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Josh Harder to introduce legislation to prevent the Delta Tunnel from gaining ground

The fight for California’s water supply is set to take center stage in the nation’s capital Monday as Central Valley Congressman Josh Harder is set to take the strongest move yet to prevent the state’s proposed giant water tunnel from gaining ground like this a zombie project. Every time we kill it, Sacramento politicians bring it back. They’re trying again with the same playbook for 60 years,” Harder said. The delta, fed by the Sacramento and San Joaquin rivers, collects and transports water to more than 27 million Californians and supports 750,000 acres of farmland vital to modernizing the aging “The Delta Tunnels aren’t modernizing anything,” Harder told KCRA 3. “All it’s doing is building a giant tunnel to channel the water our community depends on to Los Angeles. t.” Call that modernization, I call that stealing all federal support for the Delta extraction project.” This bill essentially prohibits the Delta Tunnels from ever being started and ensures they will not receive federal approval, which they need to to start construction and that will make sure we can save our water here, save our tax dollars here instead of sending it to LA what actually does nothing to solve our state’s water problems,” Harder said. The California Department of Water Resources is the proponent of the project. DWR said it could not comment on upcoming federal legislation but sent the following statement: “California faces a future of water instability, more rain, less snow and more frequent extreme events such as drought and flooding. A Conveyance Project protects against future water supply losses from climate change, sea level rise and earthquakes. It would allow us to capture, move, and store water by making the most of large but rare storm events. And it would help keep the State Water Project reliable for the 27 million Californians who need a safe, clean, and affordable water supply. See attached graphic for more information,” said Carrie Buckman, environmental program manager for the Delta Conveyance Project in the Department of Water Resources of the thousands of jobs we will lose for family farmers in the Central Valley than making sure someone in LA a little more water for his pool,” Congressman Harder said. According to the state, the price tag for the Delta tunnel is almost $ 16 billion. And I don’t want my tax dollars going to a project that’s going to steal the water my family needs. And I don’t want anyone else’s family to be in the same situation,” Harder said.

The battle for California’s water supply is set to take center stage in the nation’s capital Monday as Central Valley Congressman Josh Harder is set to take the strongest move yet to prevent the state’s proposed giant water tunnel from gaining ground .

“The Delta Tunnels are like a zombie project. Every time we kill it, the Sacramento politicians bring it back. They’re trying the same playbook again for 60 years,” Harder said.

Fed by the Sacramento and San Joaquin Rivers, the delta collects and transports water for more than 27 million Californians and is vital to 750,000 acres of farmland.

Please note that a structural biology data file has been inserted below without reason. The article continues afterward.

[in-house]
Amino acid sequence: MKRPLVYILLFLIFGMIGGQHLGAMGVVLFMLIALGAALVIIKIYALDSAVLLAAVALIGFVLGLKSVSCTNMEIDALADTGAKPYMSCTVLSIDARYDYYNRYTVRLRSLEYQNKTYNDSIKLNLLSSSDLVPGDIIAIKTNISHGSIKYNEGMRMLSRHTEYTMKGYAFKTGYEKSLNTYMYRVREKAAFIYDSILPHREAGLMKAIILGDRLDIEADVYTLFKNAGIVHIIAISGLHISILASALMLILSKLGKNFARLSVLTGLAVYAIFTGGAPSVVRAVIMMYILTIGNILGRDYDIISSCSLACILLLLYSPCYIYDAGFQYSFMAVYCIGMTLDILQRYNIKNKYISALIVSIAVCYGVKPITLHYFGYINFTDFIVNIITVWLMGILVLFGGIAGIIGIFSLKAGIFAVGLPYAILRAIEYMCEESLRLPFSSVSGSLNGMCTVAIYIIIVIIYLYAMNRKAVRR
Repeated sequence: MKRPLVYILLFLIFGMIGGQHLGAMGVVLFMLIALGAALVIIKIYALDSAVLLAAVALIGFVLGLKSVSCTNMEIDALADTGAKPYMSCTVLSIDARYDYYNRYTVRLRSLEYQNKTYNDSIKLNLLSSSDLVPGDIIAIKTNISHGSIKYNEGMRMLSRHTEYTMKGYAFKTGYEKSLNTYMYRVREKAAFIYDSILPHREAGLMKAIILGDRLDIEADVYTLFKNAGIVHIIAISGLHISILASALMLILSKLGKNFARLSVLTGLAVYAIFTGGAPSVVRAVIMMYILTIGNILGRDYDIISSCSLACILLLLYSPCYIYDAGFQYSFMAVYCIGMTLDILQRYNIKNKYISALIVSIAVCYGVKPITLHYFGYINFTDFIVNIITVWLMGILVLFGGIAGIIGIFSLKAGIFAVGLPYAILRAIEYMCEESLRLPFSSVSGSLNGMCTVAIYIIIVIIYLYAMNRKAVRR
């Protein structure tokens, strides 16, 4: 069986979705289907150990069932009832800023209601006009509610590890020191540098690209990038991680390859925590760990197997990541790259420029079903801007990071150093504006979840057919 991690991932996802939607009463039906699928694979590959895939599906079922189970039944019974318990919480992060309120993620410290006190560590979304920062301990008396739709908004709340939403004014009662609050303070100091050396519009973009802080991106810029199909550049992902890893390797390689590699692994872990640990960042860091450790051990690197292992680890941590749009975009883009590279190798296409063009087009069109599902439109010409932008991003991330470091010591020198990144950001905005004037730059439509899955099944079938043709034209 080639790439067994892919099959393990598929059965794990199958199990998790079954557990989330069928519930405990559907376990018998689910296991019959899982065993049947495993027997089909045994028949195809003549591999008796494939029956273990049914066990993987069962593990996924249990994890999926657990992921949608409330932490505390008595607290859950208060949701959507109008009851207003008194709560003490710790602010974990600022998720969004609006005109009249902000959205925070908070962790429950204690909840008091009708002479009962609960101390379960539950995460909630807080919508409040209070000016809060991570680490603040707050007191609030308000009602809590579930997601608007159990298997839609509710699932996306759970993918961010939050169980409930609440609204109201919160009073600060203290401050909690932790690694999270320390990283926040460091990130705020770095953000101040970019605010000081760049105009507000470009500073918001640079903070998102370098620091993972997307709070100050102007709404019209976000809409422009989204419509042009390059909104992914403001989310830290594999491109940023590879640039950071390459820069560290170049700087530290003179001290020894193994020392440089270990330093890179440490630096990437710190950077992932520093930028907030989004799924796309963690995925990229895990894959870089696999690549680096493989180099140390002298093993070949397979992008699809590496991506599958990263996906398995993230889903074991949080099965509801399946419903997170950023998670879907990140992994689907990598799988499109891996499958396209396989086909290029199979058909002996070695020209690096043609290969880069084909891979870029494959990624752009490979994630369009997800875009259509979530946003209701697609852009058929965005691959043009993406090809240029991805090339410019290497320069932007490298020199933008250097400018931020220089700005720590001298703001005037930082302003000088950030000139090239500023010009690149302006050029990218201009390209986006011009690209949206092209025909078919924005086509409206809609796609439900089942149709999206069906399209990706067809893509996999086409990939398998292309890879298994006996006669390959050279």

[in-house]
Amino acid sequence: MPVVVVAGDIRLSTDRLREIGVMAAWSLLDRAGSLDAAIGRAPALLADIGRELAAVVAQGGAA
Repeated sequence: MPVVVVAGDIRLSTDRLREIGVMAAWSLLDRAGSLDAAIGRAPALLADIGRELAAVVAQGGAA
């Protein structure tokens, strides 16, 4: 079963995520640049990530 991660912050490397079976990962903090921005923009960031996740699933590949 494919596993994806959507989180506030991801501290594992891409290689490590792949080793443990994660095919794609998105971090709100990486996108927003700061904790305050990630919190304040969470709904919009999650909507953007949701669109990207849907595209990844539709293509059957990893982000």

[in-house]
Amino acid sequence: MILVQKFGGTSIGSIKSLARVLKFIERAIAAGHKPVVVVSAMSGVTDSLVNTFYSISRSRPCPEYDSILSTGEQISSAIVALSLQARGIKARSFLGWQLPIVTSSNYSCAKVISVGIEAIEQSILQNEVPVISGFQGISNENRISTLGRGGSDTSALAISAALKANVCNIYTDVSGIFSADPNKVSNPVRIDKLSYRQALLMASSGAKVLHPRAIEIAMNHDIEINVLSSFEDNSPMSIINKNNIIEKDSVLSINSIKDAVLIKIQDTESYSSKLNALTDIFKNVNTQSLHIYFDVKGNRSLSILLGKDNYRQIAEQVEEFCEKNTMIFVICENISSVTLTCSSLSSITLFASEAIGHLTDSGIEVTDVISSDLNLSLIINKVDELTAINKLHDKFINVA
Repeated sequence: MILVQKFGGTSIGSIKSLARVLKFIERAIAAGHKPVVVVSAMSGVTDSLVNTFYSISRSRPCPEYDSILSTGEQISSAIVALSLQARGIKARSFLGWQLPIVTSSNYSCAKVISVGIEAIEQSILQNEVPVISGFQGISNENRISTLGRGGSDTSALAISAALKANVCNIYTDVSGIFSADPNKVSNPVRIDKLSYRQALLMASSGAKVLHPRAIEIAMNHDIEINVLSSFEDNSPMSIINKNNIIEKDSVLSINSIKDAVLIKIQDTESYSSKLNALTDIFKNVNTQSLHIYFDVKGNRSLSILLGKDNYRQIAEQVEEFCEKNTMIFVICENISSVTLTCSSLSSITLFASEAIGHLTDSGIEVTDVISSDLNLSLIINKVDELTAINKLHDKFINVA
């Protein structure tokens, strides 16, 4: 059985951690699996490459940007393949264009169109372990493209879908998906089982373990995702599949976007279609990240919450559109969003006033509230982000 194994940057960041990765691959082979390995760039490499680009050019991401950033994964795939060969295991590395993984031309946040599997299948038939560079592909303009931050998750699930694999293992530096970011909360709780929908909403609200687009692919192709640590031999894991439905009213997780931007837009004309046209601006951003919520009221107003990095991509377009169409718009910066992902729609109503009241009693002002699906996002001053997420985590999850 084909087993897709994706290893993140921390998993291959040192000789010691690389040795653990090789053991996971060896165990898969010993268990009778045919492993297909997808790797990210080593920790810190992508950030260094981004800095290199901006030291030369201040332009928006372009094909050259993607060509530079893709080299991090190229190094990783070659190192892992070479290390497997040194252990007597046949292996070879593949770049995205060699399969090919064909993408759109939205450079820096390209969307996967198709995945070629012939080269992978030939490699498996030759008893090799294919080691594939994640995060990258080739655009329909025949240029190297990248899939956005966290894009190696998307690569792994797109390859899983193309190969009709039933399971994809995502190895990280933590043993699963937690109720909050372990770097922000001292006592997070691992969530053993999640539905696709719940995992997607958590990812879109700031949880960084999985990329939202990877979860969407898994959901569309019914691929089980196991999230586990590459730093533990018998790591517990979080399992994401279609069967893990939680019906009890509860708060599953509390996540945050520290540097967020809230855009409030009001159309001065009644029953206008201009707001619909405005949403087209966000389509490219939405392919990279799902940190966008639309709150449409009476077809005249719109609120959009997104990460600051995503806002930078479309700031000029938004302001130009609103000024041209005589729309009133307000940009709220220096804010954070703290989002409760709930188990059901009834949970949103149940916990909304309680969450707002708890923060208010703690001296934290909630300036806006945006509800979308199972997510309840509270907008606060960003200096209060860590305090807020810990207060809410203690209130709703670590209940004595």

A downsized single tunnel, backed by Gov. Gavin Newsom, would bypass the central delta and direct water south, which state officials said would modernize aging water infrastructure.

“The Delta Tunnels aren’t modernizing anything,” Harder told KCRA 3. “All they’re doing is building a giant tunnel to channel the water our community depends on to Los Angeles. I don’t call that modernization, I call that theft.”

The congressman said he will introduce a new bill Monday called the Stop the Delta Tunnels Act that would prohibit the Secretary of the Army from granting a permit for the project, effectively ending all federal support for the Delta Conveyance Project.

“This law essentially bans the Delta Tunnels from even getting started and ensures they don’t get the federal permit they need to start construction and it will ensure we can conserve our water here, our tax dollars here instead of sending them to LA, which doesn’t actually do anything to solve our state’s water problems,” Harder said.

The California Department of Water Resources supports the project.

DWR said it could not comment on pending federal legislation, but sent the following statement:

“California faces a future of water instability, more rain, less snow, and more frequent extreme events like drought and flooding.

The Delta Conveyance Project protects against future water supply losses from climate change, sea level rise and earthquakes. It would allow us to capture, move, and store water by making the most of large but rare storm events. And it would help keep the State Water Project reliable for the 27 million Californians who need a safe, clean, and affordable water supply. See attached graphic for more information,” said Carrie Buckman, environmental program manager for the Delta Conveyance Project in the Department of Water Resources

“When it comes down to the people who actually benefit, I care more about the thousands of jobs we will lose for family farmers in the Central Valley than making sure someone in LA can have a little more water for their swimming pool,” he said Congressman Harder.

According to the state, the price of the Delta Tunnel is nearly $16 billion.

“This will be a publicly funded project from the dollars you send to Sacramento. And I don’t want my taxpayer dollars going to a project that’s going to steal the water my family needs. And I don’t want to be someone else’s family in the same situation,” Harder said.

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